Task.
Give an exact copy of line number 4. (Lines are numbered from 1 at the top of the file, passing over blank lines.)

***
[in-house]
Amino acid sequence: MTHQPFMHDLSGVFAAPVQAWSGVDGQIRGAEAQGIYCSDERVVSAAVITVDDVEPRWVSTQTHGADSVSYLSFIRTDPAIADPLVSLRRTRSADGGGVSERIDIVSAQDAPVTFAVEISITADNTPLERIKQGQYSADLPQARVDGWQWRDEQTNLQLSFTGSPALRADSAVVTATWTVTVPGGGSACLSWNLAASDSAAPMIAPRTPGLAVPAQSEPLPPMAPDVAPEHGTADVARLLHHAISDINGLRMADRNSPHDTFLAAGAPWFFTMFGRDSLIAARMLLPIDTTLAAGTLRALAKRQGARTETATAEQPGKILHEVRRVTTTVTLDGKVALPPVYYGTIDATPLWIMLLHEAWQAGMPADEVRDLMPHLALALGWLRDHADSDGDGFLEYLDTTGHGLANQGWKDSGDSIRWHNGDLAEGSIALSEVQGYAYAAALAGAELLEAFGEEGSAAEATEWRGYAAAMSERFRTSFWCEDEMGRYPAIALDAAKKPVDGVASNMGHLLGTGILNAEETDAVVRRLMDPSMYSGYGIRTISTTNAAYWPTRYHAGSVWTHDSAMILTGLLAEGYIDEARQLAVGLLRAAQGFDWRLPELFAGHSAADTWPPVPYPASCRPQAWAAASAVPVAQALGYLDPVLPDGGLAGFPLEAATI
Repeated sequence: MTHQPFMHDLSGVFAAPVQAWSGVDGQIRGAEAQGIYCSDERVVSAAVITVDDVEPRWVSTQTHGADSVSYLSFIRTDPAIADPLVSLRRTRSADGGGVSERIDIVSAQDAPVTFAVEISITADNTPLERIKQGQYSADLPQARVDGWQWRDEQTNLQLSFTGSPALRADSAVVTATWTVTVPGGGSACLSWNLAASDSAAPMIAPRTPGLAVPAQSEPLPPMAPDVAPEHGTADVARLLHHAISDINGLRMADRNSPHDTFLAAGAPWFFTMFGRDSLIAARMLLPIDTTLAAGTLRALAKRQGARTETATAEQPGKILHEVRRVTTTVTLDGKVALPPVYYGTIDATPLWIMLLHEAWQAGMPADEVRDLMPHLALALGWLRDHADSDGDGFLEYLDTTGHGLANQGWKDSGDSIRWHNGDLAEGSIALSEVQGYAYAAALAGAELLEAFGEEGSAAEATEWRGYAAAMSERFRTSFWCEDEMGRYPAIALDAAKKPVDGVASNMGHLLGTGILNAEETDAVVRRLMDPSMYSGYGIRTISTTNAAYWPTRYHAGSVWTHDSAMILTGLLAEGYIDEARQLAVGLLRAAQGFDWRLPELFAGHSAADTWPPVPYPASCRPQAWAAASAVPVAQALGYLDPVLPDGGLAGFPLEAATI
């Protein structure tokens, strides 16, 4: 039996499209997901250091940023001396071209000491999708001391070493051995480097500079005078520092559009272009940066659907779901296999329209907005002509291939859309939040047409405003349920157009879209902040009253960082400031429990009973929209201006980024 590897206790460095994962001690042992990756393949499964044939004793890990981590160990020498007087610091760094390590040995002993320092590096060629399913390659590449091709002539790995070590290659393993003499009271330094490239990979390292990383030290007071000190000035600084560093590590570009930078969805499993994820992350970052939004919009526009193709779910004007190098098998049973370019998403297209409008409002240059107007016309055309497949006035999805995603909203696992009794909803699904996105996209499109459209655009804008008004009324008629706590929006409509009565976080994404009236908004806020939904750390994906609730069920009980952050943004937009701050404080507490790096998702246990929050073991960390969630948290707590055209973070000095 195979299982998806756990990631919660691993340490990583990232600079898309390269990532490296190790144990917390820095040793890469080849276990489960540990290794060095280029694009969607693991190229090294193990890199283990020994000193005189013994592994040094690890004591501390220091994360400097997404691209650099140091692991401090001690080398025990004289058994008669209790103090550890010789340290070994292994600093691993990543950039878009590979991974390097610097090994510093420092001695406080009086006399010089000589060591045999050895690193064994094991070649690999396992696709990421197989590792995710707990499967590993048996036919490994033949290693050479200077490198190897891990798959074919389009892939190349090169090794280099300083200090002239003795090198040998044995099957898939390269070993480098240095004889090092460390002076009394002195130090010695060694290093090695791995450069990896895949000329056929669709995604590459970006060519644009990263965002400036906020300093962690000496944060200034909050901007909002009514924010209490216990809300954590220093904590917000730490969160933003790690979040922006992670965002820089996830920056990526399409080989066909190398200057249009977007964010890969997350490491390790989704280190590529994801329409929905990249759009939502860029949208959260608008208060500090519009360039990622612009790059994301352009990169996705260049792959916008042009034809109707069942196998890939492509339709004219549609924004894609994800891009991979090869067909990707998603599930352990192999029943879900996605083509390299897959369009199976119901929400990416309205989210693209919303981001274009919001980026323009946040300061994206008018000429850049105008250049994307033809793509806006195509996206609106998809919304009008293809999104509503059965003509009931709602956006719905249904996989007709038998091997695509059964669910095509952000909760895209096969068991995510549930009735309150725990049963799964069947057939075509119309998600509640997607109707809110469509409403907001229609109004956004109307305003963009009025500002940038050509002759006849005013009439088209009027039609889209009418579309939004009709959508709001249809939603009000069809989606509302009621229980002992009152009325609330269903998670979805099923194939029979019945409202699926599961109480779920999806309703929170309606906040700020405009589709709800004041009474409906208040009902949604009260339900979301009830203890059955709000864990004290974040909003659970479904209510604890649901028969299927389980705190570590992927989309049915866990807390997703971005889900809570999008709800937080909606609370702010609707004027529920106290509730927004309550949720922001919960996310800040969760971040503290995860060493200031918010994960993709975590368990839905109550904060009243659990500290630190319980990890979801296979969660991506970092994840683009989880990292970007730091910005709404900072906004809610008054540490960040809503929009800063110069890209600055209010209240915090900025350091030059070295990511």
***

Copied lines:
């Protein structure tokens, strides 16, 4: 039996499209997901250091940023001396071209000491999708001391070493051995480097500079005078520092559009272009940066659907779901296999329209907005002509291939859309939040047409405003349920157009879209902040009253960082400031429990009973929209201006980024 590897206790460095994962001690042992990756393949499964044939004793890990981590160990020498007087610091760094390590040995002993320092590096060629399913390659590449091709002539790995070590290659393993003499009271330094490239990979390292990383030290007071000190000035600084560093590590570009930078969805499993994820992350970052939004919009526009193709779910004007190098098998049973370019998403297209409008409002240059107007016309055309497949006035999805995603909203696992009794909803699904996105996209499109459209655009804008008004009324008629706590929006409509009565976080994404009236908004806020939904750390994906609730069920009980952050943004937009701050404080507490790096998702246990929050073991960390969630948290707590055209973070000095 195979299982998806756990990631919660691993340490990583990232600079898309390269990532490296190790144990917390820095040793890469080849276990489960540990290794060095280029694009969607693991190229090294193990890199283990020994000193005189013994592994040094690890004591501390220091994360400097997404691209650099140091692991401090001690080398025990004289058994008669209790103090550890010789340290070994292994600093691993990543950039878009590979991974390097610097090994510093420092001695406080009086006399010089000589060591045999050895690193064994094991070649690999396992696709990421197989590792995710707990499967590993048996036919490994033949290693050479200077490198190897891990798959074919389009892939190349090169090794280099300083200090002239003795090198040998044995099957898939390269070993480098240095004889090092460390002076009394002195130090010695060694290093090695791995450069990896895949000329056929669709995604590459970006060519644009990263965002400036906020300093962690000496944060200034909050901007909002009514924010209490216990809300954590220093904590917000730490969160933003790690979040922006992670965002820089996830920056990526399409080989066909190398200057249009977007964010890969997350490491390790989704280190590529994801329409929905990249759009939502860029949208959260608008208060500090519009360039990622612009790059994301352009990169996705260049792959916008042009034809109707069942196998890939492509339709004219549609924004894609994800891009991979090869067909990707998603599930352990192999029943879900996605083509390299897959369009199976119901929400990416309205989210693209919303981001274009919001980026323009946040300061994206008018000429850049105008250049994307033809793509806006195509996206609106998809919304009008293809999104509503059965003509009931709602956006719905249904996989007709038998091997695509059964669910095509952000909760895209096969068991995510549930009735309150725990049963799964069947057939075509119309998600509640997607109707809110469509409403907001229609109004956004109307305003963009009025500002940038050509002759006849005013009439088209009027039609889209009418579309939004009709959508709001249809939603009000069809989606509302009621229980002992009152009325609330269903998670979805099923194939029979019945409202699926599961109480779920999806309703929170309606906040700020405009589709709800004041009474409906208040009902949604009260339900979301009830203890059955709000864990004290974040909003659970479904209510604890649901028969299927389980705190570590992927989309049915866990807390997703971005889900809570999008709800937080909606609370702010609707004027529920106290509730927004309550949720922001919960996310800040969760971040503290995860060493200031918010994960993709975590368990839905109550904060009243659990500290630190319980990890979801296979969660991506970092994840683009989880990292970007730091910005709404900072906004809610008054540490960040809503929009800063110069890209600055209010209240915090900025350091030059070295990511």